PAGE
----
Filler
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PHOTO CREDIT: Above photo by John Rickman Photography, San Jose, California.

Dear Shira

Shira

Dear Shira:

Belly Dancing - Starting to Teach

 

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The Question

Dear Shira:

Could I get some hints on teaching bellydancing? I've been belly dancing for eight years and I am well experienced, but not in teaching. I've put together a small class that I will be teaching and I'd love some tips!

— New to Teaching

 

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Shira Responds

Dear New:

There's so much to know about teaching, it would take me weeks to share everything I've learned from my own experience! Maybe I should write a book...

I'm really glad you have already been dancing for several years. That brings you a level of experience, knowledge, and maturity that people who start teaching after a much shorter time can never have.

Anyway, here are a few ideas to help you get started. Be sure to ask around other teachers you know for further suggestions:

  • Use Videos. Buy a couple of beginner-level videos that teach basic moves, to discover which moves other instructors consider beginner-level and help you identify ways to explain those moves.
  • Multiple Explanations for Each Move. For each move you intend to teach, identify two or three different ways to explain how to do that move. "Explanation A" might not work for a particular student, whereas "Explanation B" might be exactly the right way to help her understand it.
  • Paint Mental Pictures. Try to come up with vivid imagery that helps students visualize a move. For example, Hilary Thacker on her beginning video talks about wearing a hip scarf to practice, and then using a mirror to ensure the scarf stays level/horizontal, without tipping either direction when doing hip slides. I teach forward-and-back hip sways such as you would do in a camel walk by telling students to envision pushing in a silverware drawer. If you choose good videos for #1, they will help with this.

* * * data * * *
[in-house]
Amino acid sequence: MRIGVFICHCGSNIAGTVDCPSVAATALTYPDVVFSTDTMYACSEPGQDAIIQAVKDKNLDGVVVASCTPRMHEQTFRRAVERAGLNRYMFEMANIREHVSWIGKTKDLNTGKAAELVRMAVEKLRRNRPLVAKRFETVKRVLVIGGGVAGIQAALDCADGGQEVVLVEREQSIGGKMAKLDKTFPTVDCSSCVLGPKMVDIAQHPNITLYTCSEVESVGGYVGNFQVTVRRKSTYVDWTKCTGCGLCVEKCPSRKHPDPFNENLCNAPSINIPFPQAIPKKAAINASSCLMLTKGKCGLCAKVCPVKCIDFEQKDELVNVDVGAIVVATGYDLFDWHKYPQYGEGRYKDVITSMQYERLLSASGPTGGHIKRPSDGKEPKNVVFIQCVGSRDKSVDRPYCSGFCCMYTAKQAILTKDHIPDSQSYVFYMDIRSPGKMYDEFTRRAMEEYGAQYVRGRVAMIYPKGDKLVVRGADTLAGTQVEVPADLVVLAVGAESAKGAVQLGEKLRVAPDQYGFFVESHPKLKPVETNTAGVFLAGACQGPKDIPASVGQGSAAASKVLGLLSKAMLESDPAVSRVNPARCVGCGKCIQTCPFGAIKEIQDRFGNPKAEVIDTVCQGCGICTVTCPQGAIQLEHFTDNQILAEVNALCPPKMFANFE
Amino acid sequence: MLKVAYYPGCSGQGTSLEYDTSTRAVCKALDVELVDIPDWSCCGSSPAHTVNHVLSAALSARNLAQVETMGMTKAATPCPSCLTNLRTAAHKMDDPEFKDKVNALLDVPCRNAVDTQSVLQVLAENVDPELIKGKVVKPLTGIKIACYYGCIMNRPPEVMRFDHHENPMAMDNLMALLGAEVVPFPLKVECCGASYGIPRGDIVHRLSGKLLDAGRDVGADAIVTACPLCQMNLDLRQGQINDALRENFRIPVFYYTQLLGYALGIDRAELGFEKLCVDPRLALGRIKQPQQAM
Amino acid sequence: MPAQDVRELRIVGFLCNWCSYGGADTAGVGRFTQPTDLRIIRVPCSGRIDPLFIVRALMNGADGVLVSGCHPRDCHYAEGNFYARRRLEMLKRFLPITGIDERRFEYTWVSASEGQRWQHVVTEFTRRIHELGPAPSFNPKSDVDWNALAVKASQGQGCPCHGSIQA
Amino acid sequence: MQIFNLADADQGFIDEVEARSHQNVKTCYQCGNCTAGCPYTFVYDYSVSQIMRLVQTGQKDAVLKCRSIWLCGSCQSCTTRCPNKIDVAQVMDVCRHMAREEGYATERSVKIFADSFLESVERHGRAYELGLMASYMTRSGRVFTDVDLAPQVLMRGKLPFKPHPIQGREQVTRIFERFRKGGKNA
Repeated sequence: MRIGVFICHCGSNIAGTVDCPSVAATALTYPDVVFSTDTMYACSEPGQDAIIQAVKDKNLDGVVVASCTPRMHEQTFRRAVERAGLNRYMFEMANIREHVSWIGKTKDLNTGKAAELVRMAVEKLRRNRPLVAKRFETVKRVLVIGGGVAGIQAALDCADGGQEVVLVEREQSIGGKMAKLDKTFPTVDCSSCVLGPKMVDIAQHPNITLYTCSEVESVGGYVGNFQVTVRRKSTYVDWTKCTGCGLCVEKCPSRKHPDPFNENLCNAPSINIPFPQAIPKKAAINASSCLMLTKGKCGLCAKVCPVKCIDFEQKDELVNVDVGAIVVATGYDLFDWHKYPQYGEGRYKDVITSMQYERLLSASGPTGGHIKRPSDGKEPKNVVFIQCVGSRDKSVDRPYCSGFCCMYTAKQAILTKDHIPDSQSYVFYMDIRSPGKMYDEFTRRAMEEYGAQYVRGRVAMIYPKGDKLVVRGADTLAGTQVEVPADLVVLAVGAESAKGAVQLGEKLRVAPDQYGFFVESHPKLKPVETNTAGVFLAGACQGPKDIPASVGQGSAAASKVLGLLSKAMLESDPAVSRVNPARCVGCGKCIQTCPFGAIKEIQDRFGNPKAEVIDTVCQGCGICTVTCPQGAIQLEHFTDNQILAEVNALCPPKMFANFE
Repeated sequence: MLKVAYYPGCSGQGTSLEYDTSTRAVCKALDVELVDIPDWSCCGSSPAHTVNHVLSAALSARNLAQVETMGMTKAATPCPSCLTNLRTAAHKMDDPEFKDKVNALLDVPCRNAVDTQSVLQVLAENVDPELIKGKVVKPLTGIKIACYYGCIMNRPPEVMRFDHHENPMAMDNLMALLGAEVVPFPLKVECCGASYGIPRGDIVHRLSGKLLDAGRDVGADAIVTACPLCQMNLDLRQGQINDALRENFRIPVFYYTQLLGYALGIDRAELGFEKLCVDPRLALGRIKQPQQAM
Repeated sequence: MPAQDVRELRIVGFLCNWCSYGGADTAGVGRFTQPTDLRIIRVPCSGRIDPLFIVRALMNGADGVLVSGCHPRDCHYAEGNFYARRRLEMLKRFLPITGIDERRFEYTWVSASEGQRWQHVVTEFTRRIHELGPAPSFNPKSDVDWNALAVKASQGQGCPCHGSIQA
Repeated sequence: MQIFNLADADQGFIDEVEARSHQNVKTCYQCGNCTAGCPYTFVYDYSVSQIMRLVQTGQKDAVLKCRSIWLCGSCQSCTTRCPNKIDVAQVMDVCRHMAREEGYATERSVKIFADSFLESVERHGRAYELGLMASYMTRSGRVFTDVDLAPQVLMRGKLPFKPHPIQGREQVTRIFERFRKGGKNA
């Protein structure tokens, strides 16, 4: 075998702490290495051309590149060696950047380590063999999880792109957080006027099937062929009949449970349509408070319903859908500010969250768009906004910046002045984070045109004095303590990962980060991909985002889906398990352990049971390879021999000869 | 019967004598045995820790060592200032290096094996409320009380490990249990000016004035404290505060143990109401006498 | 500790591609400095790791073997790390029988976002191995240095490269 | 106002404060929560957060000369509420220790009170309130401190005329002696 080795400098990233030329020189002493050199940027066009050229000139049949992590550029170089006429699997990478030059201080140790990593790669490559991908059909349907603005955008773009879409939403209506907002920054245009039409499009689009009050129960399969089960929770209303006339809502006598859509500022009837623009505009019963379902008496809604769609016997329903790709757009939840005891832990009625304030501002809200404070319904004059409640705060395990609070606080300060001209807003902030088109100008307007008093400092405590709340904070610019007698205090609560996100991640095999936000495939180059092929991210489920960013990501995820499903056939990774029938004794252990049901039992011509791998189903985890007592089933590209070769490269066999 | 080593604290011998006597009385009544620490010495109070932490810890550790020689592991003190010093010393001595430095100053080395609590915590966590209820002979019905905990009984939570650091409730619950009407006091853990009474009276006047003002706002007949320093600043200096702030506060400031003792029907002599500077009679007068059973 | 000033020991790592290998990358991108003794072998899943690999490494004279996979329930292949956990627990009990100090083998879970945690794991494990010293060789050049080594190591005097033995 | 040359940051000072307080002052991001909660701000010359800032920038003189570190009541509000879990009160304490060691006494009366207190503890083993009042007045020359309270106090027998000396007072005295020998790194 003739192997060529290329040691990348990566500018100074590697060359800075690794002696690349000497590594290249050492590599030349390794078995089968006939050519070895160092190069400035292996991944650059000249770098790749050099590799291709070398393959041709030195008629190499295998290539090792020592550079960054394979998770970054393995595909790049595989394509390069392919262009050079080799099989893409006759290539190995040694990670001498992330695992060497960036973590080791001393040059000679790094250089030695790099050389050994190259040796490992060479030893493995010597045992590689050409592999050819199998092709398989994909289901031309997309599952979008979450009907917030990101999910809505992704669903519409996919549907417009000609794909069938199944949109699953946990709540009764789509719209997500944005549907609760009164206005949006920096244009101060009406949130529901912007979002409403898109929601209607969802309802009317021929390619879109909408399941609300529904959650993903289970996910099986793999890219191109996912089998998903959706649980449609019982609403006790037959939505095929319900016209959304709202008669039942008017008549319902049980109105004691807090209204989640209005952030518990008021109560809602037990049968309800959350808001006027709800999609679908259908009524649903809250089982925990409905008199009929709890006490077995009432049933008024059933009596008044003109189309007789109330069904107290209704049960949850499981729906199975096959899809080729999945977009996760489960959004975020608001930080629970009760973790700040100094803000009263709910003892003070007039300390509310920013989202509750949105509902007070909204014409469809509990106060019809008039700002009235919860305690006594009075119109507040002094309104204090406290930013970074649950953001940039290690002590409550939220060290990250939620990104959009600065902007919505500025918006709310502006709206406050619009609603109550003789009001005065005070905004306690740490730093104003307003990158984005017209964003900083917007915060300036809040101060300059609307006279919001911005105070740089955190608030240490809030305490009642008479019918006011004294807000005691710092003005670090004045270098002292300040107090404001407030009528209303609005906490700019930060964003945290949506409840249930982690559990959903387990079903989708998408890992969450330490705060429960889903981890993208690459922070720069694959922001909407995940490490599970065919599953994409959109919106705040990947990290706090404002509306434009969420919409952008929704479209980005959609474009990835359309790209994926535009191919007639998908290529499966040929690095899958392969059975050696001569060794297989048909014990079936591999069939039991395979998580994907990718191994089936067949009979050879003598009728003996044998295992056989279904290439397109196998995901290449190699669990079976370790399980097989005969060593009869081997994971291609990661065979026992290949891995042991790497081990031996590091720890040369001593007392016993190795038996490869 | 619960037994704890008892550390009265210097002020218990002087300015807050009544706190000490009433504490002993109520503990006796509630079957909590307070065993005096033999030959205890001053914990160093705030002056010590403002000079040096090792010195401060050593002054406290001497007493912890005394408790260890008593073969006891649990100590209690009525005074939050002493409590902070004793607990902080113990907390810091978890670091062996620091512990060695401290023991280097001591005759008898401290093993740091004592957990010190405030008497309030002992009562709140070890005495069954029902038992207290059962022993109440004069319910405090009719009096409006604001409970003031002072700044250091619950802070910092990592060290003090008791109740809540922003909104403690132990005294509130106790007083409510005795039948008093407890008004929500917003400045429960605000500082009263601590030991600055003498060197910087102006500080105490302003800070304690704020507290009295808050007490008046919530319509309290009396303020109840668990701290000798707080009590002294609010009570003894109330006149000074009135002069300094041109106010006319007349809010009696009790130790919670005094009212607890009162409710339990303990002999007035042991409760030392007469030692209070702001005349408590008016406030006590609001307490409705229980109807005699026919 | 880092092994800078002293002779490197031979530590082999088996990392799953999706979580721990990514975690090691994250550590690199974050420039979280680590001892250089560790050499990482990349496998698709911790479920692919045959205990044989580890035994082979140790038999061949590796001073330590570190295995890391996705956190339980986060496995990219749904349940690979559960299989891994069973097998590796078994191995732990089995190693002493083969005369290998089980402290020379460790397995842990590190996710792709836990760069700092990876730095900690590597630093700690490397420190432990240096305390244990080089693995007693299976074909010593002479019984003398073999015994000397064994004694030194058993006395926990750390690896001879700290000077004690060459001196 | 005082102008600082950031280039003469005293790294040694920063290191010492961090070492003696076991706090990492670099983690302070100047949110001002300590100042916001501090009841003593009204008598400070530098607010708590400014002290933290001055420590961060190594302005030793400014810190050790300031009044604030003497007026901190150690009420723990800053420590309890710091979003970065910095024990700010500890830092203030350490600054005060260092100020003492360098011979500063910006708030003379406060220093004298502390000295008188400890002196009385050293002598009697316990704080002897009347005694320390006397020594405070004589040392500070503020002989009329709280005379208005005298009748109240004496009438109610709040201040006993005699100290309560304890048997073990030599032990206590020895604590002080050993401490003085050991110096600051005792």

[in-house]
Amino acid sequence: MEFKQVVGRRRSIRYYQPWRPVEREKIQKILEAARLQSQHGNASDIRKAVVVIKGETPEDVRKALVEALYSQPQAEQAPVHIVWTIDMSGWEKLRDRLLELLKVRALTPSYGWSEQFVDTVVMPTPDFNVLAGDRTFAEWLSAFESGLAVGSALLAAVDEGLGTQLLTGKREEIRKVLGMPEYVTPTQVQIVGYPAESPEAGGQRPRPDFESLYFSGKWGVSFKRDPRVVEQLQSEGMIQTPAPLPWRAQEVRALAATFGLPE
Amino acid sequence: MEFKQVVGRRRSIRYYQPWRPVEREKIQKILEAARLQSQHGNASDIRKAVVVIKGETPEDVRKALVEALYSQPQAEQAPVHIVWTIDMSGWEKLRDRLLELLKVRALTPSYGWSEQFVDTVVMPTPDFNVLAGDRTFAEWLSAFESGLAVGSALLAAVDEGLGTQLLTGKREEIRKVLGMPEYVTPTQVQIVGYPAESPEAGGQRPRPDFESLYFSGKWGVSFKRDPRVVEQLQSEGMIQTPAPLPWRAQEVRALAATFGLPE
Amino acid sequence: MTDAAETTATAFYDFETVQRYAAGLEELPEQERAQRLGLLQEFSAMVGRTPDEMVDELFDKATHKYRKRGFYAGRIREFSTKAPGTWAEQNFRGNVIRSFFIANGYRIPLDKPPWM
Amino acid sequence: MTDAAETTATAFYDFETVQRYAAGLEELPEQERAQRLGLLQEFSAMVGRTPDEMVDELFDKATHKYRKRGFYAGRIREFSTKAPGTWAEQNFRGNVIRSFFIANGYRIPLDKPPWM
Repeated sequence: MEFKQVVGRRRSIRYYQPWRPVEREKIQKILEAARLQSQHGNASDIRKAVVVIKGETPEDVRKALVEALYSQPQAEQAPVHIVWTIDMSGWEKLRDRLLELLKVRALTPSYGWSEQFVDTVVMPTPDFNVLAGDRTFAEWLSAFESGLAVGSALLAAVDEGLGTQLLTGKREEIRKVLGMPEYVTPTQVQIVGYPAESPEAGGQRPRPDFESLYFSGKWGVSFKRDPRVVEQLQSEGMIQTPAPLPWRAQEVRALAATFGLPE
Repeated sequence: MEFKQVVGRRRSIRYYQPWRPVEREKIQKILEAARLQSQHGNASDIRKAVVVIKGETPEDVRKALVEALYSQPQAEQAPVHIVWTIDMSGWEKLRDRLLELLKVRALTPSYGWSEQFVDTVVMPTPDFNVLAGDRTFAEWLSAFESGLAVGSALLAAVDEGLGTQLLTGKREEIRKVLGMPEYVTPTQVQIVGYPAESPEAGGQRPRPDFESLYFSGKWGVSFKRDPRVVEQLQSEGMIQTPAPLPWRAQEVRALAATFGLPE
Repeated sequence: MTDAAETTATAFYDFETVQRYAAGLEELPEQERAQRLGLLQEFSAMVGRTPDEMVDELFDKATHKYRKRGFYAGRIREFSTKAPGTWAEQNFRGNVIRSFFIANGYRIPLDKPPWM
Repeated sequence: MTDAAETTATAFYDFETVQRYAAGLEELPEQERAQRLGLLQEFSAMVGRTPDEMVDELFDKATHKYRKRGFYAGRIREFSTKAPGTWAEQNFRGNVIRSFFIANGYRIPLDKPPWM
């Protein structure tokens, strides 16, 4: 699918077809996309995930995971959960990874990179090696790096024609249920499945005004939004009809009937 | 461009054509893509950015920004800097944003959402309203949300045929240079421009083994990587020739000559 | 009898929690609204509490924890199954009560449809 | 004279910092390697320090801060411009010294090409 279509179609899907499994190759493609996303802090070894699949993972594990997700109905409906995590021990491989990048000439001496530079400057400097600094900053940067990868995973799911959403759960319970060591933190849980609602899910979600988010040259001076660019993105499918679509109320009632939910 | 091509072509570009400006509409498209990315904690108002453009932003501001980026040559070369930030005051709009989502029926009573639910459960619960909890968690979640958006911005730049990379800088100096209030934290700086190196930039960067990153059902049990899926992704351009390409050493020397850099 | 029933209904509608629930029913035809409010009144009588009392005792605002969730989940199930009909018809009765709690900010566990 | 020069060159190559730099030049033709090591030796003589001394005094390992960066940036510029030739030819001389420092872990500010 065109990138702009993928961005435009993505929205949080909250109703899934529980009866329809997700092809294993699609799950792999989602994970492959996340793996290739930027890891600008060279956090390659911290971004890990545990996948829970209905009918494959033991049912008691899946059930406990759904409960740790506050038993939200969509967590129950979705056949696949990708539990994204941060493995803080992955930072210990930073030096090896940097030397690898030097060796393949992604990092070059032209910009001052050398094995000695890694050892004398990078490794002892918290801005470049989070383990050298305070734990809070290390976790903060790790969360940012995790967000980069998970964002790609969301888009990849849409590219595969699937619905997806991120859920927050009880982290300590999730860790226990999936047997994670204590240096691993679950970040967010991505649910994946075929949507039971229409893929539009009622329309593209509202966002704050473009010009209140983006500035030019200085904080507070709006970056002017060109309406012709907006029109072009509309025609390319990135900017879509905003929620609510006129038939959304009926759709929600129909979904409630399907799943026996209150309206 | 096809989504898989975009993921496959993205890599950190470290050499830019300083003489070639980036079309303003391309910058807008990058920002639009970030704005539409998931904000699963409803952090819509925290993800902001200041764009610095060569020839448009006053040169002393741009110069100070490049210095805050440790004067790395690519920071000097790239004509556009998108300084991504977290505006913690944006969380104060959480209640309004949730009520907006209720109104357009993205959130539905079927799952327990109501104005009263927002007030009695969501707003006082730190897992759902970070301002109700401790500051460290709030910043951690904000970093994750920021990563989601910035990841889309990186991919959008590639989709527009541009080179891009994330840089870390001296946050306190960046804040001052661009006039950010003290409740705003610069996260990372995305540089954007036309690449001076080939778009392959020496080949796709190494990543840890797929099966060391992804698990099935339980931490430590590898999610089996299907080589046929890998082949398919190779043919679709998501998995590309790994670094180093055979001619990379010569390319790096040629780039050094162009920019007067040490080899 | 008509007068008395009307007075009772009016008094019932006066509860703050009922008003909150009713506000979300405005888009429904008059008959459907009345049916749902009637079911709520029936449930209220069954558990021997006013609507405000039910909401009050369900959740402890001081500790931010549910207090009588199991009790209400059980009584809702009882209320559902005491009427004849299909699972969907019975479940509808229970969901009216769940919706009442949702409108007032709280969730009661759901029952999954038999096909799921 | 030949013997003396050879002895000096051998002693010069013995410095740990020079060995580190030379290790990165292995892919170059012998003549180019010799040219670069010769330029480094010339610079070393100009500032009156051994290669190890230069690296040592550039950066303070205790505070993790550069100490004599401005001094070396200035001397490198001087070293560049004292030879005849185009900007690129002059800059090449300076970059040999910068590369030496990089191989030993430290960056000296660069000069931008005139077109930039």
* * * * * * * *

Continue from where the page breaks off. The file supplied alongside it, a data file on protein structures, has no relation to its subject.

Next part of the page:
• Choreography Helps. Create a short, simple, repetitive choreography to help students learn how to put moves together. But also force them to try improvising on their own so they don't get too tied to pre-choreographed material.
  • Avoid Injury! Emphasize correct posture and technique. Include appropriate warm-up and cooldown. You don't want anybody to get injured in your class! Suzanna Del Vecchio's Precision Motion Workout is good for this.
  • Handouts. Create written handouts that itemize the moves you'll be teaching that students can use as a practice guide at home. Students also appreciate handouts that identify local shops, mail-order, or Internet sources for classroom attire and supplies.
  • Show Your Legs. Don't cover your legs with a skirt or pantaloons. Wear either yoga pants, tights, unitard, or leggings. Students will find it easier to learn moves if they can see what your knees are doing, where you are putting your weight, etc.
  • Drill. After introducing something new, allow your students time to practice it. This will provide you an opportunity to go around and make individual corrections, plus it will give the students an opportunity to become comfortable with it.
  • Music Choices. I recommend using music that comes from the Middle East for your beginners, regardless of which belly dance style you teach. A teacher has a responsibility to educate students not only on how to move, but also to train their ears to recognize the music that has shaped the dance form over the years. It would be ridiculous to use non-Spanish music for teaching flamenco, and it would be ridiculous to use non-Scottish music for teaching Highland dancing. Similarly, belly dance teachers need to use Middle Eastern music for belly dance classes.

Shira

PHOTO CREDIT: Photo by Pixie Vision Productions, Glendale, California.

  • Student Recital. Arrange periodic student recitals so your students can show their friends and family what they have learned. They can perform the choreography you taught along with a short "group solo" piece where every dancer improvises in her own way, and more experienced students can try doing some solos. It can be as simple as an informal gathering in your classroom on the final night of class, or you can take over the private party room of a restaurant for an evening. You too can perform, to show your students what a professional performer looks like.

 

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Related Articles

Other articles on this web site related to starting out as a new belly dance teacher include:

 

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About this Column

Shira has received many questions from readers over the years related to various aspects of the dance. In this column, she picks some of the more interesting ones to answer publicly. Details contained in the questions are sometimes removed or disguised to protect the anonymity of the person who asked the question.

 

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